Jeff Koons is an artist who regularly runs into plagiarism lawsuits. The contrast of the outcomes of two lawsuits helps illustrate the difference between plagiarism and transformative appropriation.
The first example of this from the Roger v. Koons suit:
Koons exactly copied Roger’s personal photograph in a sculpture, which sold for a high price. Roger wasn’t credited or given any of the profits. He lost the lawsuit on the grounds that his “parody” argument was weak and that the work was not transformative enough to qualify under a free use creative license.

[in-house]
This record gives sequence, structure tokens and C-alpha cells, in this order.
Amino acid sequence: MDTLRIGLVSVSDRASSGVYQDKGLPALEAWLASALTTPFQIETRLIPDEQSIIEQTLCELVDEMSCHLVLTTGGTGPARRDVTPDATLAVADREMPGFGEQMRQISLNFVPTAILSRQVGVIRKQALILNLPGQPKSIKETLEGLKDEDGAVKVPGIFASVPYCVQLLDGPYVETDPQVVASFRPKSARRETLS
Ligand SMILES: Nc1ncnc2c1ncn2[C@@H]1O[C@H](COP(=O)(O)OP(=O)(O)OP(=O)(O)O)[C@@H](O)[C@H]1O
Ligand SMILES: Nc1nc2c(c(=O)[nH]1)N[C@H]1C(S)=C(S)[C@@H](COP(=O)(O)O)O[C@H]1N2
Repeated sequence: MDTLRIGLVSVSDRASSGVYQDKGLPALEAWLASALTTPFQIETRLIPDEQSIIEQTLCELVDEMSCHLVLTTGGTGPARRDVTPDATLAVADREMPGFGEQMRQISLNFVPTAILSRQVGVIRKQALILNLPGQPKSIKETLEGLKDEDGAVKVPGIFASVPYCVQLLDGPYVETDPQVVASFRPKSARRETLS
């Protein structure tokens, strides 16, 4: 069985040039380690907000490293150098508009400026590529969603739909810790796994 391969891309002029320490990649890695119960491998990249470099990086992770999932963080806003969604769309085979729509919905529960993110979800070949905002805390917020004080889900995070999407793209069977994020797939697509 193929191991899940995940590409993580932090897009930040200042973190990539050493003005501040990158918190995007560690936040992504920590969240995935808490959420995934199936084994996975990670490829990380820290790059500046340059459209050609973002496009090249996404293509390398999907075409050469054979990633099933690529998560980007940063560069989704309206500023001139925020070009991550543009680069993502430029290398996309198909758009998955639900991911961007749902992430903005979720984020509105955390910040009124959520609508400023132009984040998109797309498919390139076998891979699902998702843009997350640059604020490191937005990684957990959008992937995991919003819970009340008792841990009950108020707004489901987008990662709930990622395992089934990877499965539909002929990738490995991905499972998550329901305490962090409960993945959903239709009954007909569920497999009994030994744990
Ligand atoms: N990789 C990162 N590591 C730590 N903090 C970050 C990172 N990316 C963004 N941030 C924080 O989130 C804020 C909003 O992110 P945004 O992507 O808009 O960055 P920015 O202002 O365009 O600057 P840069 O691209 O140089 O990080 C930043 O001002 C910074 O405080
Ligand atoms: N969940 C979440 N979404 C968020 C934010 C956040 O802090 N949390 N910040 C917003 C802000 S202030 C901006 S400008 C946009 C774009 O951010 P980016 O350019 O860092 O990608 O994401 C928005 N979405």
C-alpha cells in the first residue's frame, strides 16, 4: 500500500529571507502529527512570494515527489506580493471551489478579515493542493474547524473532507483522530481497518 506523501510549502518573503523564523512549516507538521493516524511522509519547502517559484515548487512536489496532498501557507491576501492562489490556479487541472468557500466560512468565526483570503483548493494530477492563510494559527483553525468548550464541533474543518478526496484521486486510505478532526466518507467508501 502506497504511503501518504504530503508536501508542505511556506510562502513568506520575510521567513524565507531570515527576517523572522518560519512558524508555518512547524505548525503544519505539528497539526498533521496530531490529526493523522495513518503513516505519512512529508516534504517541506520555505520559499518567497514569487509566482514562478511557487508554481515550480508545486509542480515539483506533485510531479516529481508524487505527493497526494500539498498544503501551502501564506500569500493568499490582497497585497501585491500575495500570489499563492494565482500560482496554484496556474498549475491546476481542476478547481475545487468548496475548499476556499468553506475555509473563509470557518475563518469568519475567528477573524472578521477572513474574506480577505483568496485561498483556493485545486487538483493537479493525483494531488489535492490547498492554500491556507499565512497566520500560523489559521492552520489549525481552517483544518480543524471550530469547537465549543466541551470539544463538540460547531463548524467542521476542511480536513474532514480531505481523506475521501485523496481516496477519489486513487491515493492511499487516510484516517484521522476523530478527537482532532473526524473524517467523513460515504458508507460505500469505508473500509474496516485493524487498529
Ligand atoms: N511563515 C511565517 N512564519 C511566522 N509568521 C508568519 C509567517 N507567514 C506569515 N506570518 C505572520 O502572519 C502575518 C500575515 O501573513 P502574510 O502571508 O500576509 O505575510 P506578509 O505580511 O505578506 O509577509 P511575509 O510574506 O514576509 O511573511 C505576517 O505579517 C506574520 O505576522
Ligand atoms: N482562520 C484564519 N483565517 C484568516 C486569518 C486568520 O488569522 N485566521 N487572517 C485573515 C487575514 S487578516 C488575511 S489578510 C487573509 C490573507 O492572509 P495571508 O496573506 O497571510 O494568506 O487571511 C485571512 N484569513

Meanwhile, this painting by Koons was deemed transformative, because even though he copied another photographer’s work, the collage element and possible cultural statement fell under free use in the eyes of the court. There’s a thin line (at least legally) between appropriation and outright plagiarism, and Jeff Koons walks that line even if he often crosses it in some people’s eyes.
Images from: https://www.owe.com/resources/legalities/30-jeff-koons-copyright-infringement/